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Q&A With Novelist Jami Attenberg

Jami Attenberg is the author of “Instant Love,” “The Kept Man,” “The Melting Season” and, most recently, “The Middlesteins,” which Interview magazine called “juicy, delicious, dark smorgasbörd of a novel. (It is that and more.) “The Middlesteins” is the story of a Midwestern Jewish family’s relationships, realizations and appetites. Attenberg spoke with The Sisterhood about loving her characters, connecting to the past, and writing a Jewish book.

THE SISTERHOOD: Whenever I read your books, I have the experience of things being revealed in such a clever and graceful way. I see so much in “The Middlesteins.” It’s about missing each other in spite of being present in each other’s lives. It’s about how much we don’t know about people we love. And it’s about ritual, surprise and hunger. What does “The Middlesteins” mean to ou?

JAMI ATTENBERG: Oh gosh, it’s about so many things. When I look at my favorite parts of it now, I go back to the bits that were about passion and excess. So I love all the eating scenes, for example. I wrote all those with love. But also it’s about communication, or lack thereof. The hard conversations we don’t want to have — and often don’t have – are hovering around the edges of this book for me. For such a loud culture, we often remain too silent.

I’ll be transparent here. I’ve read “The Melting Season,” “The Kept Man” and “Instant Love,” all ravenously, and I’m curious as to what brought on, well, the surge of Judaism. It’s so present throughout your new book. I know that as a writer it’s complicated; sometimes you get attacked by characters, sometimes they creep in slowly. How did you decide to follow this particular thread?

I don’t know if I necessarily set out to write a Jewish book, per se. There was more of a desire to write about the milieu in which I was raised. Even though these characters are not my family — and I think my family members would all attest to the fact that these characters do not resemble them — they are of a community that is familiar to me. It was where my creative eye rested at that moment in time. I think it was more about getting older and being ready to revisit the past with a fresh perspective. That said, it was fascinating to explore Judaism and my own relationship with my faith in this book, and I was so glad I had a chance to do it. I came out the other side a changed person, even if only slightly.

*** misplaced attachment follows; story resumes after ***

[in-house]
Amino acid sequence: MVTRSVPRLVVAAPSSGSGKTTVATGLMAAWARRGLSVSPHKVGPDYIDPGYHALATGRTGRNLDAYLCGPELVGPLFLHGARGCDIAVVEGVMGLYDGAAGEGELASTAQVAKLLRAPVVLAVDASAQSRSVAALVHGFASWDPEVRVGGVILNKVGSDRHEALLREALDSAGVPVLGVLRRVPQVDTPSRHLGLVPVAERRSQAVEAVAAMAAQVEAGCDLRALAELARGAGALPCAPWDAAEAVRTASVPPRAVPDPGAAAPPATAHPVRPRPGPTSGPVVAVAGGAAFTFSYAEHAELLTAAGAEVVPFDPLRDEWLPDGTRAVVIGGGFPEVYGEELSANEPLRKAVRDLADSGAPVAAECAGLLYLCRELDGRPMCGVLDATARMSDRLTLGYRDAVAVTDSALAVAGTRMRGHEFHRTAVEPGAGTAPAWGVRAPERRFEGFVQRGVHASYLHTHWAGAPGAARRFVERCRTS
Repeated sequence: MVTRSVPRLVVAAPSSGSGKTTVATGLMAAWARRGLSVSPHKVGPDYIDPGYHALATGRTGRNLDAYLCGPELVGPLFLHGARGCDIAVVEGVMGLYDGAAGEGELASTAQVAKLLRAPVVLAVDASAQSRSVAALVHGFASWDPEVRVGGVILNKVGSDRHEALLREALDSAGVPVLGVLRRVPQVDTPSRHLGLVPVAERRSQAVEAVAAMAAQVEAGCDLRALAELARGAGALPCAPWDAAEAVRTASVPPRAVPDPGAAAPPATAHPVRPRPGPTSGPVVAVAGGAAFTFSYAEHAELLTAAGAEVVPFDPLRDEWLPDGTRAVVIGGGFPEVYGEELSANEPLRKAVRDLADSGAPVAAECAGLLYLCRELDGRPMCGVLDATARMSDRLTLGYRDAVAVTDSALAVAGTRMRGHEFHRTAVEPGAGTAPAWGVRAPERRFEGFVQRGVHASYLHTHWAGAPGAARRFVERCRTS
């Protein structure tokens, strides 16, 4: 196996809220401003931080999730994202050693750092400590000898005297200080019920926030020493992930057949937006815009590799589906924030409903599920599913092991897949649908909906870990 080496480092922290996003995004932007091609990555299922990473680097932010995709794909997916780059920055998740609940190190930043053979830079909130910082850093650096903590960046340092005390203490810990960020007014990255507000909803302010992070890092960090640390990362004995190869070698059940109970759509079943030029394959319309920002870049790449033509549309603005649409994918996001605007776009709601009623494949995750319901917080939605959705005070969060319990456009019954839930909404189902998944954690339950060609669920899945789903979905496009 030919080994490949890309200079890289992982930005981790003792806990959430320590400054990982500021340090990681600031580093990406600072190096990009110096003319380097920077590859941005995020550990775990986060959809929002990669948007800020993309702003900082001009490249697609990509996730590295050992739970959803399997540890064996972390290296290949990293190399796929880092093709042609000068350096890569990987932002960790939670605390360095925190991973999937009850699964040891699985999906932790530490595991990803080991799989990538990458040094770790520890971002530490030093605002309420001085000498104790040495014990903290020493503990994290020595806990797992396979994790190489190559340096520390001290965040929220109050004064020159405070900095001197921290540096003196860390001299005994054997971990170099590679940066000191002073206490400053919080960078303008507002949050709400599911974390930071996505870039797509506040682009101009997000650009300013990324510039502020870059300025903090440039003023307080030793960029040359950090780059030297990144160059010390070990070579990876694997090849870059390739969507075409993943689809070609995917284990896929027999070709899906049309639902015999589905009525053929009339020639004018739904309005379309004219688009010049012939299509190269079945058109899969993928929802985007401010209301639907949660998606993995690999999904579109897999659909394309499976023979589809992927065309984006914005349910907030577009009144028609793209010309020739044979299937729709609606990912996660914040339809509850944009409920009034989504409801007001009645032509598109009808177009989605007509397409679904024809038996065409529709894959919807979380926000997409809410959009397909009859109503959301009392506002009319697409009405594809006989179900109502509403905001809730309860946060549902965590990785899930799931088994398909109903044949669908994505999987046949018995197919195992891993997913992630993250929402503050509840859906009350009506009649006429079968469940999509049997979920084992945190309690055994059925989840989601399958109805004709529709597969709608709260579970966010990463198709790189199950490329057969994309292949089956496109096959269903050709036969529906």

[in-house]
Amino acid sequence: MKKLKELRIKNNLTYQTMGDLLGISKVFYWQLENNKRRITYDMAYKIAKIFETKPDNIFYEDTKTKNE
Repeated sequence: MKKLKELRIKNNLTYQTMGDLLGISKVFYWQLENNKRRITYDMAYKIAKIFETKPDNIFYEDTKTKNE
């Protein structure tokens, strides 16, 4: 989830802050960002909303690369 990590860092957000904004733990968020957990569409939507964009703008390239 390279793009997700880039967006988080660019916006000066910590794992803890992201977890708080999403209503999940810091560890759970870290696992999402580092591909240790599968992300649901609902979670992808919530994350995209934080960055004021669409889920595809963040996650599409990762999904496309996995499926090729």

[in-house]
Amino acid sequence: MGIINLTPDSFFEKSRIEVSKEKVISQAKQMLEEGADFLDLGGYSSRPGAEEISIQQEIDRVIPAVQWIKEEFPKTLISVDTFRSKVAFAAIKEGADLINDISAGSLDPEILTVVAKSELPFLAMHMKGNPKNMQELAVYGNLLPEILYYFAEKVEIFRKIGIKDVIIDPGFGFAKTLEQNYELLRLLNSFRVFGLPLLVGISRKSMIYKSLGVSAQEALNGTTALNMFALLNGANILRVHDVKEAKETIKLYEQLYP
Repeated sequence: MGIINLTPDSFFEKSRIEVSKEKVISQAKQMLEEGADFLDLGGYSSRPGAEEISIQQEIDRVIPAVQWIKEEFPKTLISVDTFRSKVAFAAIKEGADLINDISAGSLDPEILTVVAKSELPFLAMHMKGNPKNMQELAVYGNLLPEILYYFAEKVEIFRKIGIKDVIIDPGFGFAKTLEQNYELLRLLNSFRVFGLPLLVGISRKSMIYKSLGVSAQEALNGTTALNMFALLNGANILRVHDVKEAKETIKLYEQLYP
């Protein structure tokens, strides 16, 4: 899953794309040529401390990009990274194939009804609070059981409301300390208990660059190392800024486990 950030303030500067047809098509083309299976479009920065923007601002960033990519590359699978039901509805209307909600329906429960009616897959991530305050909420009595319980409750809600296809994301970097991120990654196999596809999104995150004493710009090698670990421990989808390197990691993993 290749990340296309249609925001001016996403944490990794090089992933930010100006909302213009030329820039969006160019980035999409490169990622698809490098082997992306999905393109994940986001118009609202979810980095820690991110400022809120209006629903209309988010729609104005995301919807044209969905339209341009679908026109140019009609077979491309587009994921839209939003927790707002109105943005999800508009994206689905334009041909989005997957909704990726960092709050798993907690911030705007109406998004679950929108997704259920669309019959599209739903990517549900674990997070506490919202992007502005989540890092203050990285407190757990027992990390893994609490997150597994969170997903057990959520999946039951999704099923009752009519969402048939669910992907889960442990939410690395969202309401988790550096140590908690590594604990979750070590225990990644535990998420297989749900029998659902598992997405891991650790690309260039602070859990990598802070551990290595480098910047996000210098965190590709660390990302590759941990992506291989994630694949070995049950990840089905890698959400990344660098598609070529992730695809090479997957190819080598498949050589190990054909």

You write from so many perspectives in the book. Was there one character you felt particularly close to or are still thinking about?

Well, I loved Kenneth, the Chinese chef who falls in love with Edie, a lot. I am very fond of all the Edie chapters. Those felt deeply personal to me. I felt her pain. I feel all of these characters very deeply, although I don’t think I would need or want to write “The Middlesteins Part II.” I’ve put these poor characters through enough.

Who should read “The Middlesteins?” Who do you hope will read it?

I didn’t have a target audience in mind when I wrote it, although obviously I hope Jews will connect with this book. But if I did my work correctly, if I wrote well, anyone should be able to appreciate it. More than anything else, I have always thought of “The Middlesteins” as an American story.

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